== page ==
9.Order 42 Rule 6 (1) and (2) of the Civil Procedure Rules, provides for stay of execution in the following words:(1)No appeal or second appeal shall operate as a stay of execution or proceedings under a decree or order appealed from except in so far as the court appealed from may order but, the court appealed from may for sufficient cause order stay of execution of such decree or order, and whether the application for such stay shall have been granted or refused by the court appealed from, the court to which such appeal is preferred shall be at liberty, on application being made, to consider such application and to make such order thereon as may to it seem just, and any person aggrieved by an order of stay made by the court from whose decision the appeal is preferred may apply to the appellate court to have such order set aside.(2)No order for stay of execution shall be made under sub-rule (1) unless—(a)the court is satisfied that substantial loss may result to the applicant unless the order is made and that the application has been made without unreasonable delay; and(b)such security as the court orders for the due performance of such decree or order as may ultimately be binding on him has been given by the applicant.”
10.The general rule in an application for stay is that if there is no overwhelming hindrance, a stay of execution ought to be granted so that an appeal, if successful, may not be rendered nugatory.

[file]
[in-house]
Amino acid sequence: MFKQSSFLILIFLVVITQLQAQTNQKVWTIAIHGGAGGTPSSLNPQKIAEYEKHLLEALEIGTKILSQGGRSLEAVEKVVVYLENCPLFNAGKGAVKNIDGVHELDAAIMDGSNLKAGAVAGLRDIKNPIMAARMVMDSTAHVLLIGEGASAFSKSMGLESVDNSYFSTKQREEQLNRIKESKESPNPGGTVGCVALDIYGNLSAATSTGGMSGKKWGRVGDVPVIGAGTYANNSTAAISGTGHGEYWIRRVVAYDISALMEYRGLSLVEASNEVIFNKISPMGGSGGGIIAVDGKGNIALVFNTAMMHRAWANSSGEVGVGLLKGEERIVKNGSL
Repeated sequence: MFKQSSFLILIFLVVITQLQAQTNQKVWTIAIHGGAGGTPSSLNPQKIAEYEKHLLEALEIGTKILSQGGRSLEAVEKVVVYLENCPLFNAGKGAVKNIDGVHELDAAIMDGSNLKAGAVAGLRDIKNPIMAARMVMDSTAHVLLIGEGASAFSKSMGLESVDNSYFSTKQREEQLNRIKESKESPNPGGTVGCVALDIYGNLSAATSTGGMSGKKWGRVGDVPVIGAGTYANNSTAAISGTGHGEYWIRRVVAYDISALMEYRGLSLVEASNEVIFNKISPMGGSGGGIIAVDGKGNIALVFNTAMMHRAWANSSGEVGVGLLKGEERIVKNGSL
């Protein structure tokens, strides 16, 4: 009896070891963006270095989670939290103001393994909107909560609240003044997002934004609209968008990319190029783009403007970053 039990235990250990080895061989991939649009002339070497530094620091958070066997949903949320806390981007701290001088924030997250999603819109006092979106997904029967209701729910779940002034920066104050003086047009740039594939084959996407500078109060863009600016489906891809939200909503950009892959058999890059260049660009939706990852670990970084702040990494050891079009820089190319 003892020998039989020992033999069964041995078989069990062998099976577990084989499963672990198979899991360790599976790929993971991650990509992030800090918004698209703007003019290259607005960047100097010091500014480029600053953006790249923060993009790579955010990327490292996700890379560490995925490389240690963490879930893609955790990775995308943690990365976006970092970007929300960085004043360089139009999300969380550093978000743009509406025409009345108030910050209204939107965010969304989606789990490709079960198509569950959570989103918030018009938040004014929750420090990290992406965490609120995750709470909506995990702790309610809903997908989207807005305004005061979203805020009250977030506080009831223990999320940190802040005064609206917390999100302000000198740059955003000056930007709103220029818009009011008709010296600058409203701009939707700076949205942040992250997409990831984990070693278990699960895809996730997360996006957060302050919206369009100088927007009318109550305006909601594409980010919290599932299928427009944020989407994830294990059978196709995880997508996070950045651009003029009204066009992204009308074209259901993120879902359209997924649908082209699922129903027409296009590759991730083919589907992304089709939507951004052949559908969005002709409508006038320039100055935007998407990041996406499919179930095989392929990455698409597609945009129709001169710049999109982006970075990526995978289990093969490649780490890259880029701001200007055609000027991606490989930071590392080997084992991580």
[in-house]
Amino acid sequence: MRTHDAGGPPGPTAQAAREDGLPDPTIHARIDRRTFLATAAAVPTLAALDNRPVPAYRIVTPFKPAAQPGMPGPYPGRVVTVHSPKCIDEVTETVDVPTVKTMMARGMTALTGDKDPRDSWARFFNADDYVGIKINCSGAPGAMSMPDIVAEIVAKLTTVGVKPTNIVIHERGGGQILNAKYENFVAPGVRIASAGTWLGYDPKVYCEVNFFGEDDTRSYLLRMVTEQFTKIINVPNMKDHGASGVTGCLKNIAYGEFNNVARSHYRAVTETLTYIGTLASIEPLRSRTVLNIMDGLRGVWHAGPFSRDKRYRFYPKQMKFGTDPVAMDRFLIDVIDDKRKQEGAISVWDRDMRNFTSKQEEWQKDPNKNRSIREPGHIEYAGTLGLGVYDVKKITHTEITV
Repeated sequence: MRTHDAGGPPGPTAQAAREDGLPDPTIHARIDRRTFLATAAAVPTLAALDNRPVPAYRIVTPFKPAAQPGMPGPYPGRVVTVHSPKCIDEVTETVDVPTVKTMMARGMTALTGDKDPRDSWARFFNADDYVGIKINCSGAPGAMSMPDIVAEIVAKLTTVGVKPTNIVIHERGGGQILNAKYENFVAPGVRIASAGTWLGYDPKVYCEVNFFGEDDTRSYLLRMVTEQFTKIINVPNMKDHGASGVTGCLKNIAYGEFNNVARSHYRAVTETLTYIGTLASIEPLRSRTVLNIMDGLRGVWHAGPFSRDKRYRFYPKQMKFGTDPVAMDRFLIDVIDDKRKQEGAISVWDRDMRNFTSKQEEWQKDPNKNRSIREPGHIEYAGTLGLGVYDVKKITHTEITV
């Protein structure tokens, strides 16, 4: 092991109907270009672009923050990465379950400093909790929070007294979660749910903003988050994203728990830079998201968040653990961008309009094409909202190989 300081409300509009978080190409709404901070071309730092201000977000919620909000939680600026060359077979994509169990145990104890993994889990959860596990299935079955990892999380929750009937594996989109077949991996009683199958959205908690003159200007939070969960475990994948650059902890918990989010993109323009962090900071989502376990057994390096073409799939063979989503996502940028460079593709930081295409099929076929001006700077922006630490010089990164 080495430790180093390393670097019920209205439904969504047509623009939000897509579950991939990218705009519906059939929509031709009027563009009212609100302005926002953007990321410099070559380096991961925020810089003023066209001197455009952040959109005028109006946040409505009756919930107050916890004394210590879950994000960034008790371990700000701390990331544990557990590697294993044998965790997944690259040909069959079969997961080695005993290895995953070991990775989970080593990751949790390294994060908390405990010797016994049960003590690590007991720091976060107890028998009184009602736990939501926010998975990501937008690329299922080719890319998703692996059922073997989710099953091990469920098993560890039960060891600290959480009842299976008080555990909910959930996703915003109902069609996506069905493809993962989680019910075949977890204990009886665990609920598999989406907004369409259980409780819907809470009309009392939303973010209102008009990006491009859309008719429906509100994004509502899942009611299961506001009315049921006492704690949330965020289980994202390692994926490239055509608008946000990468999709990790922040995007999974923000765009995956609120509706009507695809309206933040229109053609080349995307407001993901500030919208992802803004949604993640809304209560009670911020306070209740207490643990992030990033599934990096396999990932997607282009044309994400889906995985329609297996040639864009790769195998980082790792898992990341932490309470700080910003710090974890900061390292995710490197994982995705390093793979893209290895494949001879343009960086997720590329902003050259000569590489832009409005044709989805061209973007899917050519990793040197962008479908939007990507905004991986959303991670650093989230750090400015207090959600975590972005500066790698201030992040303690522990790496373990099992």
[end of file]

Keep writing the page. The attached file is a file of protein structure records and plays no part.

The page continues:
11.Cotton L J in Wilson v Church (No 2) 12 Ch D (1879) 454 held:
12.In exercise of its discretion in an application for stay orders, the Court is guided by the grounds set out in the case of Stephen Wanjohi v Central Glass Industries Ltd Nbi HCCC No 6726 of 1991 where the Court emphasized that:
13.The Respondent herein, being the successful litigant in this matter, and in possession of a valid court judgment, is no doubt entitled to the fruits of his judgment, unless there exist exceptional circumstances to warrant the stay of that judgment.
14.The Appellant/Applicant’s case is that it stands to suffer substantial and irreparable loss if the orders sought are not granted. The decretal sum in this matter is Kshs 399,742.36. The issue is whether this figure is substantial as to occasion the Appellant/Applicant loss if its appeal were to succeeds.
15.The Respondent has not demonstrated his ability to refund the decretal sum should the Appellant’s appeal succeed, and which in my opinion, may render the Appellant’s appeal nugatory.
17.The Appellant/Applicant’s motion was filed on April 13, 2023, while the judgment subject thereof, was rendered on March 16, 2023, just about a month thereafter. One month in my view is not inordinate delay.
18.It is also not disputed that the Applicant adhered to the orders of the Court granted earlier in respect of security, having deposited the security in court as directed.
19.In view of the foregoing, I find and hold that the Appellant/Applicant has met the conditions set out under Order 42 Rule 6 (1) and (2) of the Civil Procedure Rules, having established sufficient cause, showed substantial loss and the furnishing of security, as to warrant grant of stay orders.
20.Consequently, an order for stay of execution of the judgment delivered on March 16, 2023, in this matter is hereby granted pending hearing and determination of the appeal.
21.The costs of this application shall abide the appeal.